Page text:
Mosquitoes. What have they done for you lately?

In December 2014 on December 8, 2014 at 10:28 pm


Sarah: My daughter is a mosquito magnet. If there’s a mozzie within a 5km radius* of her bare skin, it will track her down and feed with fury.

For her, twilight games of backyard cricket require physical barriers in the form of long sleeves, leggings and socks. Not ideal in the heat of an Australian summer.

This morning she spotted a little winged drone as we drove to school holiday activities — inside the car! With the window rapidly thrown open, she managed to flush it outside. And sighed.

“Mum….do mosquitoes actually do anything good for our environment?”

I knew just the bloke to ask. Proceed direct to twitter. Do not pass Go. Do not collect $200.

A quick tweet from someone at a science centre on the San Juan Islands provided my first bit of new info:

Bat food! (among other things) — Kwiaht (@Kwiaht) December 8, 2014

Then up popped Dr Cameron Webb.

As well as good for frogs, fish, birds, bats and lots of insects they may also be pollinators of some plants! — Dr Cameron Webb (@Mozziebites) December 8, 2014

Another tweeter was also interested, evolutionary biologist Steven Vamosi.  

Any hard data on meaningful impairment to ecosystem function when they are excluded/absent? — Steven Vamosi (@smvamosi) December 8, 2014

Basically he was asking, ‘Are there any measurements of ecosystem health in places where mosquitoes have been removed?’ In other words, do we even know how important mosquitoes are to our world? Cameron replied:

Steve again (ty is twitter shorthand for thank you): 

Ty & indeed, but urgent need for data like that, as we present case to public about imp. of biodiversity — Steven Vamosi (@smvamosi) December 8, 2014

And Cameron agreed right back: 

Yes, information important for balancing environmental protection and human health in mosquito control too — Dr Cameron Webb (@Mozziebites) December 8, 2014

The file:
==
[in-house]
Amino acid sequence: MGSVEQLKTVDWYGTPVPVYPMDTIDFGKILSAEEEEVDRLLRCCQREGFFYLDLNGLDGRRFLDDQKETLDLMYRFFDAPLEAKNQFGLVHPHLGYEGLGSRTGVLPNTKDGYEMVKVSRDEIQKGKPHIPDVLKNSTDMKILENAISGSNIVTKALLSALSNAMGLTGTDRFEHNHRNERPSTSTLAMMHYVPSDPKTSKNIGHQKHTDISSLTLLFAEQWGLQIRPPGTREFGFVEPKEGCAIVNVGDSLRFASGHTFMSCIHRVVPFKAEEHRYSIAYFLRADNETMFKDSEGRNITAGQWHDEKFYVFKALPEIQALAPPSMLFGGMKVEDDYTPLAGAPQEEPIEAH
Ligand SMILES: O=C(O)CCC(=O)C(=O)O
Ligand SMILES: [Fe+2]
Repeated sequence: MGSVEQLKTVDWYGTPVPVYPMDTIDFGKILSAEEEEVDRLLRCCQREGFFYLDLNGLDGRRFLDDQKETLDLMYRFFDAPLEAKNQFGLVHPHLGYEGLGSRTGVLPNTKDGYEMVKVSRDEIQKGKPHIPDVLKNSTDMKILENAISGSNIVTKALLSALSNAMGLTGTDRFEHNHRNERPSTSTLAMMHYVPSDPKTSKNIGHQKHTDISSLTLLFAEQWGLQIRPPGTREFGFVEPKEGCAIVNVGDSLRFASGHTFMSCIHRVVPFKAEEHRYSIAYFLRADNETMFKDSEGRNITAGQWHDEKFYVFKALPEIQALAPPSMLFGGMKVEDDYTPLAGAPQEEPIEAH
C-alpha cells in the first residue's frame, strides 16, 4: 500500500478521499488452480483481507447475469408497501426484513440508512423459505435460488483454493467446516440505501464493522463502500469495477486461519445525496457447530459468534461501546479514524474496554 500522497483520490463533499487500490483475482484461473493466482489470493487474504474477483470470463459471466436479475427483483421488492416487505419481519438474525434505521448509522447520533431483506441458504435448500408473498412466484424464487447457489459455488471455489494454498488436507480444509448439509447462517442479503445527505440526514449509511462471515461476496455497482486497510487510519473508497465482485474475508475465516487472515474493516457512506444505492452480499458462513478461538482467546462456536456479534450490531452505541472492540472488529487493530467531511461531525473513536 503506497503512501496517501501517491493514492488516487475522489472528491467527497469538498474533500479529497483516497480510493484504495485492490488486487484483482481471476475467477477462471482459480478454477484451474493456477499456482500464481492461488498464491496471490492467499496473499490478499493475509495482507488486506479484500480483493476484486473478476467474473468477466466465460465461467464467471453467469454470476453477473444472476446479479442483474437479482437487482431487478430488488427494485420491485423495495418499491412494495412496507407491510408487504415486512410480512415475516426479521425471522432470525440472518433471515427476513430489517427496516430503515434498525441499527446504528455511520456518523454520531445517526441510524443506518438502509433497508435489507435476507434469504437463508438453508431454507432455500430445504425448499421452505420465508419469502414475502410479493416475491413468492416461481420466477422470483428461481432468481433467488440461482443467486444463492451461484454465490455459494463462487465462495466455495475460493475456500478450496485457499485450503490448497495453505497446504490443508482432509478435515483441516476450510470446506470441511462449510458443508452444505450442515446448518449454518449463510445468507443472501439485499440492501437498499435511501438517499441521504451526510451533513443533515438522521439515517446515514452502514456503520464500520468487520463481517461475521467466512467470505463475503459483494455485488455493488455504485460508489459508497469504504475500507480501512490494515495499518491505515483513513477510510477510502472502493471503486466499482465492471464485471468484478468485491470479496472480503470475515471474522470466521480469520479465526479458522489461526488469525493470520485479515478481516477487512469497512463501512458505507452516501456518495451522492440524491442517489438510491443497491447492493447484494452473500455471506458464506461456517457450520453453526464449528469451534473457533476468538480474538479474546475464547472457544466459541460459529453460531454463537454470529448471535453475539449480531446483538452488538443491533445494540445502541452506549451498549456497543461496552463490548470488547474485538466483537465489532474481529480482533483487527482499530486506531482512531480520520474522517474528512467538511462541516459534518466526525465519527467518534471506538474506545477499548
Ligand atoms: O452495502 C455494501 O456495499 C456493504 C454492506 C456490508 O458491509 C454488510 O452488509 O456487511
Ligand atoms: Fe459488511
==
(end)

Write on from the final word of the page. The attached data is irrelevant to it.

So there we had it. In short, my dear daughter, mosquitoes do make a positive contribution to our environment. But we need more information to understand this better. And we particularly need more information when it comes to the kinds of mosquitoes that spread not just itchiness but deadly diseases like malaria.

We can achieve this through scientific study. As an example, here’s some more reading from Cameron’s blog about how he has performed studies looking at the importance of mosquitoes in bat diets: what do bats eat more often, mosquitoes or moths?

*probably an exaggeration

  1. The implicit temptation in the girl’s question is to attempt total extermination. I think that would be a dangerous experiment, even if it were possible.

  2. yes I agree with you Mick.

    thanks for the comment 🙂

  3. Of course, we need to remember that there is a lot to love about mosquitoes too! Here are ten reasons to love those pesky mozzies…

  4. Thanks Cameron 🙂

Leave a Reply

Fill in your details below or click an icon to log in: Logo

You are commenting using your account. Log Out /  Change )

Google+ photo

You are commenting using your Google+ account. Log Out /  Change )

Twitter picture

You are commenting using your Twitter account. Log Out /  Change )

Facebook photo

You are commenting using your Facebook account. Log Out /  Change )


Connecting to %s

%d bloggers like this: